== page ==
Most landfill gas flow measurement devices create differential pressure (DP). The DP reading is then used to calculate flow. Flow readings are highly dependent on the accuracy of the DP reading. Keep in mind that DP can be affected by barometric pressure, temperature, and system dynamics.
When DP gets below 0.5” WC, accuracy is sacrificed. The best practice is to maintain a lower limit of 0.5” WC, which makes taking a reading easier and gives more confidence in your measurement. The upper limit of 5.0” WC is based on the energy required to power the gas collection system. As DP gets higher, the gas system blower works harder to maintain a constant back pressure. On average, the cost of electricity in the United States is about $0.10 per kWh, so just one extra horsepower used to run the blower can cost an extra $700* over one year. Putting more back pressure on the system than required results in more electrical power used and money spent to operate the blower.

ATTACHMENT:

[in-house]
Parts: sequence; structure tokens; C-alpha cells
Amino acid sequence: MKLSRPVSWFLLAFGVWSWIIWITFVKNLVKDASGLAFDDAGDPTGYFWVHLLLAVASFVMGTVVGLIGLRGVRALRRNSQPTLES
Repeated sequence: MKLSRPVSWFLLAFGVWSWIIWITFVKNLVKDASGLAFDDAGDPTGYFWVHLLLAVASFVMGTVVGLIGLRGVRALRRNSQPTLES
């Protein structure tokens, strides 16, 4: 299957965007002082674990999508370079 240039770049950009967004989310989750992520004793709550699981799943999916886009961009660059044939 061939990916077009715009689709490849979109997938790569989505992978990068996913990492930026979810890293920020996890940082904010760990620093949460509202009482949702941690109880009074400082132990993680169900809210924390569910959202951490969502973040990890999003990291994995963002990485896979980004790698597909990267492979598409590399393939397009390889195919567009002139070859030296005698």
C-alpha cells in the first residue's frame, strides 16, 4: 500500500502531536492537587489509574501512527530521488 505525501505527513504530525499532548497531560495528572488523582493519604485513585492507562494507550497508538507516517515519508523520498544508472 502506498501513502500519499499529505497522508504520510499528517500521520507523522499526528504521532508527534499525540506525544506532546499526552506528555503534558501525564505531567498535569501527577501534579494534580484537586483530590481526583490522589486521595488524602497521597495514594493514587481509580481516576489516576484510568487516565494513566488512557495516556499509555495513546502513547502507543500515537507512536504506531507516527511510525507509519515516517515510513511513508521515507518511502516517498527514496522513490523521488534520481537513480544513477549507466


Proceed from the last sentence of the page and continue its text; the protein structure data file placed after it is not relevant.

Question: “What differential pressure range should I use for the best flow measurements?”
Answer: A good practice is to have DP between 0.5” - 5.0” WC. "When should I change orifice plates?" Answer: When the DP is outside the recommended range.
In essence, use the orifice plate that will provide a measureable reading of at least 0.5” WC but not more than 5.0” WC − this will generate optimal flow measurements. DP should be large enough so it is easy to measure, but not so large that you consume too much available vacuum, and waste energy.
*1 hp @ $0.108 kWh running 24 hours = $1.93/day $58.76/month $705.49/year
Note: kWh vary throughout the country between $0.07 and $0.33, with the Commercial average being $0.108